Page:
Big Cats: 10 Largest Domestic Cat Breeds

When most people think of big cats, they picture lions, tigers, and leopards. However, there are actually a number of domesticated cat breeds that can weigh in at significantly more than the average housecat.

These cats can weigh up to thirty pounds and reach a length of four feet. While they may be a bit too much for the average household, they make excellent pets for those who have plenty of space and love big animals.

If you’re looking for a big kitty, here are 14 of the largest domestic cat breeds. From the gentle giants to the fiercest felines, there’s sure to be a perfect cat for your home!

14. Savannah

Image from Darwin’s Pet

While the Maine Coon is the largest of the purebred domesticated cats, the Savannah takes the top spot on our list as a hybrid between the wild Serval and the domestic Siamese cat. The result is a tall and strong thing of beauty weighing in at up to 20 lbs.

Due to their wild ancestors, these cats require early socialization to get along with their human companions, strangers, and other pets.

13. Maine Coon

Image from Darwin’s Pet

The Main Coon is without a doubt the largest of the purebred, domestic cat breeds. They can grow up to 18 lbs in weight and 16 inches in height which is literally the size of most small dog breeds.

Their size is not the only thing that makes them similar to dogs. They are actually very intelligent and friendly and have been compared to their canine alternatives as fantastic companion pets.

12. American Bobtail

Image from Instagram:@bobzacat

The American Bobtail cat gets its name from its unique genetic mutation. This causes the not-so-little kitties to be born with naturally bobbed tails that are about ⅓ or less the size of a normal cat’s tail.

These cats are quite large and can grow up to 16 lbs heavy. They are known for their proportional build with thick coats that add to the large cat aesthetic that makes them so popular.

11. Pixiebob

Image from Instagram:@foresthunterpixiebobs

With an average weight of 11 lbs and a wild appearance, it is easy to confuse the Pixiebob for a dangerous, wild cat breed. However, these domesticated furballs are actually very sweet and friendly. In fact, with early socialization, these cats tend to be very friendly and affectionate even with strangers.

As their name suggests, they tend to have very short tails. However, some Pixiebob varieties have no tails at all while others have long ones.

10. Siberian Cat

Image from Darwin’s Pet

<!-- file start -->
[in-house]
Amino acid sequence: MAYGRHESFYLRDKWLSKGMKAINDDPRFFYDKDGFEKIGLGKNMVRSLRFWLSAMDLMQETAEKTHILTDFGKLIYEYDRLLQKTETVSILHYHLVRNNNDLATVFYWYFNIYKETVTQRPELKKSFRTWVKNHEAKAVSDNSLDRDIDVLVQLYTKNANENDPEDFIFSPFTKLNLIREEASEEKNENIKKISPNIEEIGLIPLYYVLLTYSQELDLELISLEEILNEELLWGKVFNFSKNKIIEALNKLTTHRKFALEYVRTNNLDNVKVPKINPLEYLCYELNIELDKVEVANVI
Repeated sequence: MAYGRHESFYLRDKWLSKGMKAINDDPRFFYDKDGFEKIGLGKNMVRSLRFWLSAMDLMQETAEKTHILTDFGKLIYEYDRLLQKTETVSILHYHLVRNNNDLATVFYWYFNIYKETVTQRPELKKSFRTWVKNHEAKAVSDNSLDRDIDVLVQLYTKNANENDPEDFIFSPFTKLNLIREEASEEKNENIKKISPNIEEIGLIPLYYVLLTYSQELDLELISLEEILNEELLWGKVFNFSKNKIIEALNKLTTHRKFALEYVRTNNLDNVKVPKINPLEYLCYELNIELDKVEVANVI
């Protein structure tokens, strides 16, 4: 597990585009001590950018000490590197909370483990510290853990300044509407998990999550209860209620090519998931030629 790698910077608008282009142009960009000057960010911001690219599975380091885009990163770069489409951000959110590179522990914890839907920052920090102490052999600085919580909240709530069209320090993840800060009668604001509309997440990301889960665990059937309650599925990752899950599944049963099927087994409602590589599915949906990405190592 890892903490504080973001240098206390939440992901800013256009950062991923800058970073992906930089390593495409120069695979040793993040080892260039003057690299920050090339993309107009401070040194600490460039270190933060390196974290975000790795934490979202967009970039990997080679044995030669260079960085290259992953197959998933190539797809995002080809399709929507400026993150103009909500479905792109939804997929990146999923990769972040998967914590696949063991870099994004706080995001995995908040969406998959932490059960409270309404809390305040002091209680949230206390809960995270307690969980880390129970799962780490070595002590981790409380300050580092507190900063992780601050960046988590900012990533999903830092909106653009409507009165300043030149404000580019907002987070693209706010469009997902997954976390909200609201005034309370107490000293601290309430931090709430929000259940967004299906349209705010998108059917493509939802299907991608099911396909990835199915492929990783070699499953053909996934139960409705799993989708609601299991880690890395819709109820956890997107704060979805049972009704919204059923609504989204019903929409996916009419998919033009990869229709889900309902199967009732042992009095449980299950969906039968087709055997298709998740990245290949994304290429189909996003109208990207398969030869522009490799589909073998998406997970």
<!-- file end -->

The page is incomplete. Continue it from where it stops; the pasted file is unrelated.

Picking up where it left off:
The Siberian cat looks a lot like the Norwegian Forest Cat which we shall take a look at shortly. However, despite the similarities, the Siberian tends to be smaller in terms of size averages. They are also a lot more social with other pets and with humans.

These cats are known for their thick, long coats. However, they are as hypoallergenic as you can get with cats which comes as a surprise to many.

9. Selkirk Rex

Image from Instagram:@ayumiharumaki

Strictly speaking, this is not an outrageously large cat breed when compared to other breeds on our list. In fact, it has quite a compact build. However, they are very muscular and heavy-boned, which makes them among the heaviest and strongest cats out there.

They are probably best known for their curly fur, which requires a lot of maintenance in terms of combing, de-shedding, and detangling to avoid the formation of mats.

8. Chausie

Image from Instagram:@kot_krash_

The Chausie is one of the most clingy and affectionate cat breeds out there despite its wild origins. Unlike most cats that are quite independent, this loveable breed craves human company and will not enjoy being left alone for too long.

These cats fall within the medium-to-large size category with an adult weight range between males and females of 8 to 16 lbs. Regardless of their large size, they are very agile and love nothing more than playing and exploring.

7. Persian Cat

Image from Darwin’s Pet

The Persian cat is one of the most popular exotic, pedigree cat breeds in North America. While it has earned its spot on our list of large cat breeds, it is important to understand that there are different varieties of this cat in terms of size.